9. Get outside
Just five to 10 minutes in the garden or on your balcony can rev up your immunity. As well as the sunlight helping in the formation of vitamin D, “blue light in sunlight also triggers a chemical reaction in protective T-cells that stimulates their movement”, says pharmacology Professor Gerard Ahern, who discovered this extra link between sunlight and immunity.
10. Eat more mushrooms
While white foods tend to be demonised in the quest for good health don’t tar them all with the same brush. Natural, unprocessed white foods have many positive attributes. Mushrooms in particular have been shown to support immunity in a number of trials. And you don’t need expensive ones to get results either — in one US trial, just four button mushrooms revved up the activity of natural killer cells that attack viruses.
Mushrooms are delicious raw, too. Image: iStock.Source:BodyAndSoul
11. Smear Vegemite on your toast
Tom Hanks was on to something! A Victoria University study links eating Vegemite to lower levels of stress and anxiety (well-known immunity sappers). “The high levels of B vitamins found in Vegemite may explain why it has a positive impact on mental health,” says nutritionist Rick Hay. “Vitamin B12, for example, supports the normal functioning of your nerve cells, while B3 plays a crucial role in the synthesis of serotonin, which helps with anxiety.”
12. Look on the bright side
It may seem a little tricky right now, but research shows that summoning up positive feelings about the future will trigger a temporary bump in your immunity. It can be as simple as planning some fun things to look forward to when lockdown is over, or doing just one thing a day to keep your spirits up (our positivity planner on page 15 will help with this).
13. Tone down the HIIT
While it has many benefits, too much high-intensity exercise can put your immune system on the back foot. In fact, a Brazilian study found that two days of back-to-back HIIT exercise compromised the immune system, leading researchers to suggest at least one rest day — which can also be low-volume or low-intensity sessions — between workouts.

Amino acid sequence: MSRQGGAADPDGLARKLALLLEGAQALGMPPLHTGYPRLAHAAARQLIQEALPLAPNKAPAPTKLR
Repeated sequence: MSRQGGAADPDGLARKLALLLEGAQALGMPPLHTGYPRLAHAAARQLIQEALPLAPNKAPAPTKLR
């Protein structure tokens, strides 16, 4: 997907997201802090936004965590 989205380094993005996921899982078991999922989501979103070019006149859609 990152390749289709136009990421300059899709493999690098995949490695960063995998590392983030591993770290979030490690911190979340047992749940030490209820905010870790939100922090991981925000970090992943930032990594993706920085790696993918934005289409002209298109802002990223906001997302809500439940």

Sawp HIIT for a low-intensity workout. image: iStock.Source:BodyAndSoul
14. Try self-hypnosis
Poor sleep can knock your immune system, so anything that improves sleep should enhance it. Using self-hypnosis as a sleep aid may create a double whammy as studies at the University of Zurich have found it specifically increases the amount of slow-wave sleep you get, which is the stage at which your immune system restores and regenerates. Try an app like Relax & Sleep Well Hypnosis (free on iTunes and Google Play) to get you started
15. Take care in the AM
Because infection happens when the virus replicates faster than your body can fight it off, you may want to be extra diligent about your hygiene in the morning. Researchers from the UK’s University of Cambridge found viruses multiply 10 times faster in the morning, which means if everything else is equal and you’re exposed to a bug at night or in the morning, it’s more likely to take hold in the morning.
Stay calm and relaxed in the mornings. Image: iStockSource:BodyAndSoul